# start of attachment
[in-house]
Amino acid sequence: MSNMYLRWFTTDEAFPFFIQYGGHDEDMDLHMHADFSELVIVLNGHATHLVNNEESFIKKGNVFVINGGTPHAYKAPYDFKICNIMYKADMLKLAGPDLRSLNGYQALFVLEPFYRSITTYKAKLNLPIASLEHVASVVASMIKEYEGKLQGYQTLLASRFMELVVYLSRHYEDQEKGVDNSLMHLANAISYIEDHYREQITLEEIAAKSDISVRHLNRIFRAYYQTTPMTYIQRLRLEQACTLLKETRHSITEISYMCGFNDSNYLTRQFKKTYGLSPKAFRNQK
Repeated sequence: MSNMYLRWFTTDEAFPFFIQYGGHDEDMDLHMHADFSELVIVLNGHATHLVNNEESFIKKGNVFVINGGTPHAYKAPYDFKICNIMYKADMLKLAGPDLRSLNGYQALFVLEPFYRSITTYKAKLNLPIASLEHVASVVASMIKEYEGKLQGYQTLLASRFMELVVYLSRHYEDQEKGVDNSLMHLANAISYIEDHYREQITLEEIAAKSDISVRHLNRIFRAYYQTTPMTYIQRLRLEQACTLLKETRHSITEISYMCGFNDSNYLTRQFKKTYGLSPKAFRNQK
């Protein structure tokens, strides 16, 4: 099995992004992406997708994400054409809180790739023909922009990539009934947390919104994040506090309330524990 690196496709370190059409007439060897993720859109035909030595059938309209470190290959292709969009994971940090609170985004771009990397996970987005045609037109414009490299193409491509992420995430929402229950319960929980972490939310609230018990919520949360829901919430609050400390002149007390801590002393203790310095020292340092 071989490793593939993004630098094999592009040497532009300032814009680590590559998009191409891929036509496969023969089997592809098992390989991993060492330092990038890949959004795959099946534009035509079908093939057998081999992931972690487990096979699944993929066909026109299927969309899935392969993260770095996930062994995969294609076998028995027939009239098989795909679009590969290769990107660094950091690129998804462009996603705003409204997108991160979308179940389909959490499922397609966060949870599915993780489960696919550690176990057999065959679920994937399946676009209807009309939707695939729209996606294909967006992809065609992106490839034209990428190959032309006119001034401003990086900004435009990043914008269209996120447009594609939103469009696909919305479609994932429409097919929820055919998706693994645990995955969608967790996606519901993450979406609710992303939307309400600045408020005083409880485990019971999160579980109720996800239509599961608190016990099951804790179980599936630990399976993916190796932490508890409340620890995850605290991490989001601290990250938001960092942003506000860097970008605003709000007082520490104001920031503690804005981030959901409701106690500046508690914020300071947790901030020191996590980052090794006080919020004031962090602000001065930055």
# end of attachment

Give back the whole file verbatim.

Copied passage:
[in-house]
Amino acid sequence: MSNMYLRWFTTDEAFPFFIQYGGHDEDMDLHMHADFSELVIVLNGHATHLVNNEESFIKKGNVFVINGGTPHAYKAPYDFKICNIMYKADMLKLAGPDLRSLNGYQALFVLEPFYRSITTYKAKLNLPIASLEHVASVVASMIKEYEGKLQGYQTLLASRFMELVVYLSRHYEDQEKGVDNSLMHLANAISYIEDHYREQITLEEIAAKSDISVRHLNRIFRAYYQTTPMTYIQRLRLEQACTLLKETRHSITEISYMCGFNDSNYLTRQFKKTYGLSPKAFRNQK
Repeated sequence: MSNMYLRWFTTDEAFPFFIQYGGHDEDMDLHMHADFSELVIVLNGHATHLVNNEESFIKKGNVFVINGGTPHAYKAPYDFKICNIMYKADMLKLAGPDLRSLNGYQALFVLEPFYRSITTYKAKLNLPIASLEHVASVVASMIKEYEGKLQGYQTLLASRFMELVVYLSRHYEDQEKGVDNSLMHLANAISYIEDHYREQITLEEIAAKSDISVRHLNRIFRAYYQTTPMTYIQRLRLEQACTLLKETRHSITEISYMCGFNDSNYLTRQFKKTYGLSPKAFRNQK
């Protein structure tokens, strides 16, 4: 099995992004992406997708994400054409809180790739023909922009990539009934947390919104994040506090309330524990 690196496709370190059409007439060897993720859109035909030595059938309209470190290959292709969009994971940090609170985004771009990397996970987005045609037109414009490299193409491509992420995430929402229950319960929980972490939310609230018990919520949360829901919430609050400390002149007390801590002393203790310095020292340092 071989490793593939993004630098094999592009040497532009300032814009680590590559998009191409891929036509496969023969089997592809098992390989991993060492330092990038890949959004795959099946534009035509079908093939057998081999992931972690487990096979699944993929066909026109299927969309899935392969993260770095996930062994995969294609076998028995027939009239098989795909679009590969290769990107660094950091690129998804462009996603705003409204997108991160979308179940389909959490499922397609966060949870599915993780489960696919550690176990057999065959679920994937399946676009209807009309939707695939729209996606294909967006992809065609992106490839034209990428190959032309006119001034401003990086900004435009990043914008269209996120447009594609939103469009696909919305479609994932429409097919929820055919998706693994645990995955969608967790996606519901993450979406609710992303939307309400600045408020005083409880485990019971999160579980109720996800239509599961608190016990099951804790179980599936630990399976993916190796932490508890409340620890995850605290991490989001601290990250938001960092942003506000860097970008605003709000007082520490104001920031503690804005981030959901409701106690500046508690914020300071947790901030020191996590980052090794006080919020004031962090602000001065930055």